Wednesday, September 26, 2007

The Hegemony of the Testing Establishment

In nine years (cumulative) of public schooling, we have been, for the most part, highly satisfied. The caveat to this satisfaction is that we have bright, compliant children who love school and their teachers and do well on tests. So satisfying them, and by extension us, is not that difficult. But we have been lucky to have five fabulous principals and only one dud teacher. Sure the girls are occasionally bored or annoyed, but I don't have a problem with that: sometimes life is boring and annoying, and learning to stick your nose in your book and ignore it is an excellent skill (one I've certainly mastered).

I occasionally peep over the fence at the creative, integrated, child-centered curricula at the private schools where people I know teach and send their children, and I worry that I am depriving my kids of the kind of education I believe in, but, you know, they've done lots of cool stuff too: built a doghouse for a Habitat for Humanity House, written long stories about trips to London and New York, planted seeds, taste-tested apples, built beach dioramas and put on a play about tidepools and gone on a field trip to the beach, played Bingo in Latin, surveyed their classmates about who likes ice cream and who doesn't. Fun stuff.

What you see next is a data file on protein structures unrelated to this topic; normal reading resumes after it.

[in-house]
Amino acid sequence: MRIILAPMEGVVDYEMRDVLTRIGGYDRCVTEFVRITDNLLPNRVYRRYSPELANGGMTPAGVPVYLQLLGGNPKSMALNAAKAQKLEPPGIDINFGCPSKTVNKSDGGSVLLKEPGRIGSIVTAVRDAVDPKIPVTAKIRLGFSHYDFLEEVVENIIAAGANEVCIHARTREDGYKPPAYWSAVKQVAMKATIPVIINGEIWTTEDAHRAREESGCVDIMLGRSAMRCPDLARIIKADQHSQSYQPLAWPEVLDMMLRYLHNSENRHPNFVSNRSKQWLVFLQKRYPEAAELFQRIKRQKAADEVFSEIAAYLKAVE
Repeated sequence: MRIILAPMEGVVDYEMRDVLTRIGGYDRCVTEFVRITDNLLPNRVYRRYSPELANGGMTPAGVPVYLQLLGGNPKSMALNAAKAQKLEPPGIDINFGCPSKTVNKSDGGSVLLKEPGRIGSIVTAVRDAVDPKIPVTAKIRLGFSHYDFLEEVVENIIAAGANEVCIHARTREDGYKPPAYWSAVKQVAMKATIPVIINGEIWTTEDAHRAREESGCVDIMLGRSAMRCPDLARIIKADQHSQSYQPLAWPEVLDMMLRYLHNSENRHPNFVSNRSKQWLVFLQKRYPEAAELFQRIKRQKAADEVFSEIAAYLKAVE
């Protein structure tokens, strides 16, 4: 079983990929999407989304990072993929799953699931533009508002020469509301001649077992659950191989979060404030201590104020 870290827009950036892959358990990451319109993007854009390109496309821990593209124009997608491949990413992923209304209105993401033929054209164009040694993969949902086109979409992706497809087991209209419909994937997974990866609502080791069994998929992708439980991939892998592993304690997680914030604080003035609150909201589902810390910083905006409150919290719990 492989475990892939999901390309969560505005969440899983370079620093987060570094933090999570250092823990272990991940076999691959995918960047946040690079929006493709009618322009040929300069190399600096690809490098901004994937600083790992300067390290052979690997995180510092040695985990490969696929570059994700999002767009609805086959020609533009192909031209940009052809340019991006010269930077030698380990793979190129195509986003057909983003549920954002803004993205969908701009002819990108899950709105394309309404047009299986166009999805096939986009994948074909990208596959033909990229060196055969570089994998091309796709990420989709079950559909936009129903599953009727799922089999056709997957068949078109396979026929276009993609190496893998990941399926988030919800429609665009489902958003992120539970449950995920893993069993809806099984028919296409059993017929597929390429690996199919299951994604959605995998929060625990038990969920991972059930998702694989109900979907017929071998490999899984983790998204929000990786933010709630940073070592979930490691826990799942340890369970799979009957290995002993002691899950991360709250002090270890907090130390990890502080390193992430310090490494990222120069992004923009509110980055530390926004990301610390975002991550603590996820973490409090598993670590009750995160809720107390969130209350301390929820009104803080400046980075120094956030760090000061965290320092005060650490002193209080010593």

Sometimes, though, I am reminded that I have signed my children up for a dozen years of testing, to little real account, and it makes me crazy. Today was one of those days. E's math homework was absolutely appropriate: which dog has more spots than the dog in the doghouse, continue the pattern, which picture has five crayons. Except that at the top of some of the problems it said "test prep," and the kids had to identify which answer was correct by coloring in the little circle (A, B, C, or D) under the answer. I had to explain to E that this was what she was supposed to do. M's spelling homework included analogies. Analogies? Help you learn to spell how? Oh yeah, they don't, they just teach you to take the SAT, and prove nothing at all about your intelligence except that you can do analogies.

Makes me crazy, I tell you.

1 comment:

Libby said...

I think they took the analogies off the SAT anyway, so they are not only giving them too much test-prep, it's the wrong test prep. (Though, I have to say, I absolutely love analogies myself. They were my favorite part of the test...and I love that Lorrie Moore story, too, that's all about analogies, though I can't remember the title and I'm in too much of a rush to google...)